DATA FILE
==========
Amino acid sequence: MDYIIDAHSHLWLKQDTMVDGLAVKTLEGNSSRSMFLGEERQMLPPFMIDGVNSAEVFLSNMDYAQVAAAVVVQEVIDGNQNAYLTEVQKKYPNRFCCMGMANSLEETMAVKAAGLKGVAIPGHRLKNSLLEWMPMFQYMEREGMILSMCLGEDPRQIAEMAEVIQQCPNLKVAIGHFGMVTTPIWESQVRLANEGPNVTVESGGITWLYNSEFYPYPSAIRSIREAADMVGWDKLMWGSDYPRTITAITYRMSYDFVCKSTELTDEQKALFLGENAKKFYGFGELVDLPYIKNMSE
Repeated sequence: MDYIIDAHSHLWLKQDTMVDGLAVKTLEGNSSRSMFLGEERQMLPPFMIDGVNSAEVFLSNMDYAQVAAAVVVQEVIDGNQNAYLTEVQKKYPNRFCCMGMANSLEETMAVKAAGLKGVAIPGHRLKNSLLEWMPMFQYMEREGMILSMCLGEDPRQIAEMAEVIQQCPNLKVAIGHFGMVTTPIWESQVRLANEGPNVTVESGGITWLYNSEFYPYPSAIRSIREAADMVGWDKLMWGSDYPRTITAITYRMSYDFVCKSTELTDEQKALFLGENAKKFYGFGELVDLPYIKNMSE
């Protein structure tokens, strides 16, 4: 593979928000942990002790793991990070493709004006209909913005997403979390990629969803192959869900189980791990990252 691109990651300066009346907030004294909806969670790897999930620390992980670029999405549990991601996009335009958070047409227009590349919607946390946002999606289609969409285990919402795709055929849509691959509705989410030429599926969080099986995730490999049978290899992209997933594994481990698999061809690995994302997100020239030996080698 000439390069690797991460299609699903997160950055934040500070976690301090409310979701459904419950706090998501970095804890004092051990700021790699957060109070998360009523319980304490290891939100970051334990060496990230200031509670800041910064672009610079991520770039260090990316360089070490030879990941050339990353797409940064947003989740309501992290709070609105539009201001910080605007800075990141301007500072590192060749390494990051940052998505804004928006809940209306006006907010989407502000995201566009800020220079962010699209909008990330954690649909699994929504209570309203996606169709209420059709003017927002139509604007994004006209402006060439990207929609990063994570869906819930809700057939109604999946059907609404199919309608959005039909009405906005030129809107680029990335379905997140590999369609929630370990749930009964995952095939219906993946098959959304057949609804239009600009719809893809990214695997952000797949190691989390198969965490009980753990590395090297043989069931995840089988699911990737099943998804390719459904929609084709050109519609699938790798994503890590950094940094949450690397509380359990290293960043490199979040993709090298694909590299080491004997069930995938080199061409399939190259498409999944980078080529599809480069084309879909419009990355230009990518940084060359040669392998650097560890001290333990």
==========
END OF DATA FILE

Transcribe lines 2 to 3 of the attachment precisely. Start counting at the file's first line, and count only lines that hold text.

Repeated sequence: MDYIIDAHSHLWLKQDTMVDGLAVKTLEGNSSRSMFLGEERQMLPPFMIDGVNSAEVFLSNMDYAQVAAAVVVQEVIDGNQNAYLTEVQKKYPNRFCCMGMANSLEETMAVKAAGLKGVAIPGHRLKNSLLEWMPMFQYMEREGMILSMCLGEDPRQIAEMAEVIQQCPNLKVAIGHFGMVTTPIWESQVRLANEGPNVTVESGGITWLYNSEFYPYPSAIRSIREAADMVGWDKLMWGSDYPRTITAITYRMSYDFVCKSTELTDEQKALFLGENAKKFYGFGELVDLPYIKNMSE
């Protein structure tokens, strides 16, 4: 593979928000942990002790793991990070493709004006209909913005997403979390990629969803192959869900189980791990990252 691109990651300066009346907030004294909806969670790897999930620390992980670029999405549990991601996009335009958070047409227009590349919607946390946002999606289609969409285990919402795709055929849509691959509705989410030429599926969080099986995730490999049978290899992209997933594994481990698999061809690995994302997100020239030996080698 000439390069690797991460299609699903997160950055934040500070976690301090409310979701459904419950706090998501970095804890004092051990700021790699957060109070998360009523319980304490290891939100970051334990060496990230200031509670800041910064672009610079991520770039260090990316360089070490030879990941050339990353797409940064947003989740309501992290709070609105539009201001910080605007800075990141301007500072590192060749390494990051940052998505804004928006809940209306006006907010989407502000995201566009800020220079962010699209909008990330954690649909699994929504209570309203996606169709209420059709003017927002139509604007994004006209402006060439990207929609990063994570869906819930809700057939109604999946059907609404199919309608959005039909009405906005030129809107680029990335379905997140590999369609929630370990749930009964995952095939219906993946098959959304057949609804239009600009719809893809990214695997952000797949190691989390198969965490009980753990590395090297043989069931995840089988699911990737099943998804390719459904929609084709050109519609699938790798994503890590950094940094949450690397509380359990290293960043490199979040993709090298694909590299080491004997069930995938080199061409399939190259498409999944980078080529599809480069084309879909419009990355230009990518940084060359040669392998650097560890001290333990």